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Re: proposal: simplify prologue alternatives into %code

From: Joel E. Denny
Subject: Re: proposal: simplify prologue alternatives into %code
Date: Thu, 4 Jan 2007 17:45:27 -0500 (EST)

On Thu, 4 Jan 2007, Paolo Bonzini wrote:

> > I think having two forms for the same thing would be less consistent and
> > less simple than my proposal.  On the other hand, throwing away the default
> > form and having only the named form for it is inconsistent with the decision
> > tree I described above, and therefore I don't think it makes life any
> > simpler for the user.
> I would say that having the named form and the default form reflects an
> attitude that "the newbie has a easy default, the expert has full control",
> and puts the 4 blocks on the same level for the expert.

To be clear, the expert has full control whether or not we support a name 
for the default.  I'm not sure why having the 4 blocks on the same level 
would be beneficial for the expert.  I think having two ways of writing 
the same thing would be confusing to both the expert and the newbie... 
especially the newbie.

> In particular, for
> the newbie that is learning the full syntax, it might help to understand that
> they are two pairs of blocks;

Maybe, but there were so many complaints about how %before-header, 
%start-header, %end-header, and %after-header were too low-level and thus 
confusing.  They promoted exactly that two-pairs view.

My current view is that there is the unqualified version to start with, 2 
more for the header ("requires" and "provides"), and the 1 ugly wart 
("top") that should be avoided when possible.  If you're not generating a 
header, my view instead is that there is the unqualified, "requires", and 
the ugly wart; forget "provides".

The more I've thought about it through all these discussions, the more I 
don't like the two-pairs view.  It associates "requires"/%start-header 
with the header.  Thus, if a user doesn't generate a header, it encourages 
him to put YYSTYPE/YYLTYPE dependencies in "top"/%before-header instead.  
First, for the sake of someone reading this code, "top" is not the 
appropriate semantic label for these dependencies; "requires" is.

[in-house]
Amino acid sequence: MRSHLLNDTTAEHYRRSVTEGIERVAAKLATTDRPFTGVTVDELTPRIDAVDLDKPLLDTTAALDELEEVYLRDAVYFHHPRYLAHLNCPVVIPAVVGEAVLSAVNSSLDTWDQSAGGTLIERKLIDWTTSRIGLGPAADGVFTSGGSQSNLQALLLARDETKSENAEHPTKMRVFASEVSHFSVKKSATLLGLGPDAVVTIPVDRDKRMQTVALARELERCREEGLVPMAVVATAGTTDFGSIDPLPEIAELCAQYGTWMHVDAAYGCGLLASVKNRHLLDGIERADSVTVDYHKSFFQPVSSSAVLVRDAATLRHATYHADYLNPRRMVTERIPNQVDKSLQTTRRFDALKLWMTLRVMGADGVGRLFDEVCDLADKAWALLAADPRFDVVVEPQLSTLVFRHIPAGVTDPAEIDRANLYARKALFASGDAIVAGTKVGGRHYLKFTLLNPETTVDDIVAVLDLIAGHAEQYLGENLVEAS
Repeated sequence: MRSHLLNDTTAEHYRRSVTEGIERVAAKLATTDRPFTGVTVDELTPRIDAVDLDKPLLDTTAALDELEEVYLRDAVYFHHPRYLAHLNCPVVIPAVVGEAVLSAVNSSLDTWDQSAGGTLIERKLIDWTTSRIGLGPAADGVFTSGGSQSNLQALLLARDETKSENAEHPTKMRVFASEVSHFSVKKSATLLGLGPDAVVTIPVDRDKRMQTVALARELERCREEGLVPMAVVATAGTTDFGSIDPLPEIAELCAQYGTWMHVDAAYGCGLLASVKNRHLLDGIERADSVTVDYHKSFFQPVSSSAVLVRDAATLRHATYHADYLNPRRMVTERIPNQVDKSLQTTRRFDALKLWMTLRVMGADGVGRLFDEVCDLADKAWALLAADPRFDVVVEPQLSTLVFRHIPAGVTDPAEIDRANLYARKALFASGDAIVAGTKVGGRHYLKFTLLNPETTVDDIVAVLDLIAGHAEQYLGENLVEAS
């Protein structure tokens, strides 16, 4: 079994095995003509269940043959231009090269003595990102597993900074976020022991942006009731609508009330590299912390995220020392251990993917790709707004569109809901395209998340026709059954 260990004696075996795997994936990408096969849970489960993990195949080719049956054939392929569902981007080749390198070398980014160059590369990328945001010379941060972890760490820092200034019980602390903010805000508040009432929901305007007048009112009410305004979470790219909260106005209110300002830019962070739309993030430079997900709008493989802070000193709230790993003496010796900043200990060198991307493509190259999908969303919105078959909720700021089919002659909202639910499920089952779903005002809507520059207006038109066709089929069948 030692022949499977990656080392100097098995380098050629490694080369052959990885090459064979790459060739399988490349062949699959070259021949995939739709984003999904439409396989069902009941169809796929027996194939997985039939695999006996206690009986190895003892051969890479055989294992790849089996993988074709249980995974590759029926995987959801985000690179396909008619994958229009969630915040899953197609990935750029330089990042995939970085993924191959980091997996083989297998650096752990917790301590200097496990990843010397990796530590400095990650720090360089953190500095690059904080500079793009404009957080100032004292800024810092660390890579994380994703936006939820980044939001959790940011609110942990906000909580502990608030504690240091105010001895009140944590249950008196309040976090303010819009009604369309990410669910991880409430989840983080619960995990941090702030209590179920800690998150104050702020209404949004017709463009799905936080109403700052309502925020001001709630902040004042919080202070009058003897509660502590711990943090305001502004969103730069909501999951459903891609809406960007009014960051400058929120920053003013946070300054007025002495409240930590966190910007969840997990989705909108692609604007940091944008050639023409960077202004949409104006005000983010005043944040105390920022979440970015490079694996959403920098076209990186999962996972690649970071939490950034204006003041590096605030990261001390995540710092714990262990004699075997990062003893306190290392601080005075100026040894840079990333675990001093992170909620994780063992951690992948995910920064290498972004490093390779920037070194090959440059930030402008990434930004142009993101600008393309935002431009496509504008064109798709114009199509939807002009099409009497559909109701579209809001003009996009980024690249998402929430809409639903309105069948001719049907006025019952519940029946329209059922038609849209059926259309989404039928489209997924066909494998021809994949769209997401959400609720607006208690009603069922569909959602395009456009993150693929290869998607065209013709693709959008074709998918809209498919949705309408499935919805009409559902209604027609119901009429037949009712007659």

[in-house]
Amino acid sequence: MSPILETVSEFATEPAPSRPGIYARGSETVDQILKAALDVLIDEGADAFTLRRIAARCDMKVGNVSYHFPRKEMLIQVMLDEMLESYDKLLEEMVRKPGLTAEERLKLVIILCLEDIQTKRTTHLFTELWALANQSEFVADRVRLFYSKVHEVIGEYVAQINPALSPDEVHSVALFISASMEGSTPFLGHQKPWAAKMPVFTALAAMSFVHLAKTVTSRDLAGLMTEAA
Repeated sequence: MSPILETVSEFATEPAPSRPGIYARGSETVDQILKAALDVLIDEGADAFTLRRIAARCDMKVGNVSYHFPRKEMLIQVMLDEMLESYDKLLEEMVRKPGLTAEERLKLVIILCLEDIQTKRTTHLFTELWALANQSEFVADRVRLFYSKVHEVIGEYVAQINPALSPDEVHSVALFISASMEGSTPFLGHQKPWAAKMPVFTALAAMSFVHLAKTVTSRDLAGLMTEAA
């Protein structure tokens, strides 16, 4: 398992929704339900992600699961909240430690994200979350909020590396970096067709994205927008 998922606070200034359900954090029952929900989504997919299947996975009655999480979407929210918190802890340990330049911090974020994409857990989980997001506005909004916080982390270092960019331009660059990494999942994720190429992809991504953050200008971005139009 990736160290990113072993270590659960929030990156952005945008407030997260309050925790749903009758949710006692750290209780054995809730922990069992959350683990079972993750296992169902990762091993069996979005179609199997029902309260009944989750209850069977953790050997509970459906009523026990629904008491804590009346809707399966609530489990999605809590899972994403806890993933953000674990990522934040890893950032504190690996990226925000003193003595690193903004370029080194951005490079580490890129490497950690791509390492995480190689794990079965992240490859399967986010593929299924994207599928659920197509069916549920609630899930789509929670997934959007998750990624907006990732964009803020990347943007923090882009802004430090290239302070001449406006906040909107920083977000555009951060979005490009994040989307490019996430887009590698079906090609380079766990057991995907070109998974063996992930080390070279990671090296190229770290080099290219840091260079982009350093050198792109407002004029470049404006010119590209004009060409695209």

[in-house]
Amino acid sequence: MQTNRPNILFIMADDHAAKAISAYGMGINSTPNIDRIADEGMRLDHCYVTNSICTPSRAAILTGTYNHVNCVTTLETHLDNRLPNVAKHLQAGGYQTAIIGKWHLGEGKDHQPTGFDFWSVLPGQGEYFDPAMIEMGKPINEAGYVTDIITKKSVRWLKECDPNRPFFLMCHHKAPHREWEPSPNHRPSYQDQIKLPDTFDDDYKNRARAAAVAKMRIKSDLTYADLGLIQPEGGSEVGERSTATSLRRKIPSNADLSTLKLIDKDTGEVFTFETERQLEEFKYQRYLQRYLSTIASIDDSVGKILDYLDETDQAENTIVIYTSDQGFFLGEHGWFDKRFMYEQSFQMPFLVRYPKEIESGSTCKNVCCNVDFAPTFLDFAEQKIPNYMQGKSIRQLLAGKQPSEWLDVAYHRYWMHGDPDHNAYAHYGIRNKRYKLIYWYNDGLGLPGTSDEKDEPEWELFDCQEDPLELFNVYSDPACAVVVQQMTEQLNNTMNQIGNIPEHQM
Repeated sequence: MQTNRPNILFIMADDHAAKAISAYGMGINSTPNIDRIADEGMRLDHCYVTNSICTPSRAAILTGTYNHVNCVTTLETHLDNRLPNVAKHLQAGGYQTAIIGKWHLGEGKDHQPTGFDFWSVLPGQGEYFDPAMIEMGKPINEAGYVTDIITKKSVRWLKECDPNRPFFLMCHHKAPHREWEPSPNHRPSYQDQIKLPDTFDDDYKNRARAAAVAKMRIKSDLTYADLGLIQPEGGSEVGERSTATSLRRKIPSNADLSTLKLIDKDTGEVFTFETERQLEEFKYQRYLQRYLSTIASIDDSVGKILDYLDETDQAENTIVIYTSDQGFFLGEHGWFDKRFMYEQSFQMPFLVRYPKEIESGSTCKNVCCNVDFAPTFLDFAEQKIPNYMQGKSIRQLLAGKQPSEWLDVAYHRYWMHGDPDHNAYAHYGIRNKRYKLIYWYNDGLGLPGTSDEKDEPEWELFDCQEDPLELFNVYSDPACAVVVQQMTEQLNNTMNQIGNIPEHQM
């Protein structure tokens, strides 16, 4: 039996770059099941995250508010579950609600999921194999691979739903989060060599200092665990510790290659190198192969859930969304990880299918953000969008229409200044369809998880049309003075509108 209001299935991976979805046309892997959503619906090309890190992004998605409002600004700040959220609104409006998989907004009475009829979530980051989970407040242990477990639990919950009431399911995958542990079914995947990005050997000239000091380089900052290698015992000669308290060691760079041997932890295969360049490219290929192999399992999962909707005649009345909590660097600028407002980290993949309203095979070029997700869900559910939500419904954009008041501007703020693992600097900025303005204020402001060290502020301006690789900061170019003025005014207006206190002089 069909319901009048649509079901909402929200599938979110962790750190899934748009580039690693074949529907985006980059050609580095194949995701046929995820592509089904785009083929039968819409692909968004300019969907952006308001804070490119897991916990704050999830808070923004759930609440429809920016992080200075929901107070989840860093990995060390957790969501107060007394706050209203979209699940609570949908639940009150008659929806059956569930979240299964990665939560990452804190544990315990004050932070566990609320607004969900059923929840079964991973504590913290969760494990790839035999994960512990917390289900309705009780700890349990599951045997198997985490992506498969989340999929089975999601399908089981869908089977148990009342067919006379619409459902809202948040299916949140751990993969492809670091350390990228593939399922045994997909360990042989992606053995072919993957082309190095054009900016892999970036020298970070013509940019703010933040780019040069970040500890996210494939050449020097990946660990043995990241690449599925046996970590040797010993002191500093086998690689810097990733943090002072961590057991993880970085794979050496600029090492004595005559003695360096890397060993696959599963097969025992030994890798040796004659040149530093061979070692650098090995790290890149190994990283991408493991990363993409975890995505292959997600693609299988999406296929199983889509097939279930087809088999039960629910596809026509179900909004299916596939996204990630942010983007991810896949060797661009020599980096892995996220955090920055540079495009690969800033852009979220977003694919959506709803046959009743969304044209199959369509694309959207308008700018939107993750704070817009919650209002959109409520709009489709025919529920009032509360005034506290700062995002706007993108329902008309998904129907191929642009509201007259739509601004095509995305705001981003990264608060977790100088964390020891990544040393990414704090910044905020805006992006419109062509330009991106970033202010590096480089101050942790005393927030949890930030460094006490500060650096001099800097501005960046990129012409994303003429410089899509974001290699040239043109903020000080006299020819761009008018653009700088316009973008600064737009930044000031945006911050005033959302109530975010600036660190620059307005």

Second, when the user eventually decides he wants a header to make his 
parser more reusable, he'll then have to move much of his 
"top"/%before-header code to "requires"/%start-header.

That is, the user shouldn't think of "requires" as just a location in the 
header.  It's a location relative to YYSTYPE/YYLTYPE regardless of whether 
there's a header.  "provides" is the only qualifier that only makes sense 
with a header.  The two-pairs view is misleading.

> your syntax might suggest that the 3 named
> blocks are a different kind than the unnamed one.

In a sense, I mean to suggest that.  The user should usually try the 
unqualified version unless he actually needs to name the location.  It's 
sort of the top of the hierarchy.

> I don't have any strong opinion anyway.

As you can probably tell from my rambling above, I do.  After struggling 
through all the discussions in this area for so long, I see the 
unqualified/qualified concept as a nice improvement... especially for 
C/C++.  Of course, I could be wrong again, so I wish others would chime in 
here as well.

> Still, if you want to go with your proposed syntax, I think that the simplest
> thing to do (also considering the intuitiveness of using the feature in the
> skeletons) is to give the default "%code" an internal name, which is not
> documented;

In my implementation, it has a muscle name, yes.  I'm not sure how to do 
it without one anyway.  Oh, and it's no longer part of post_prologue, 
which I want to divorce from %code as much as possible.

By the way, thanks for the feedback.

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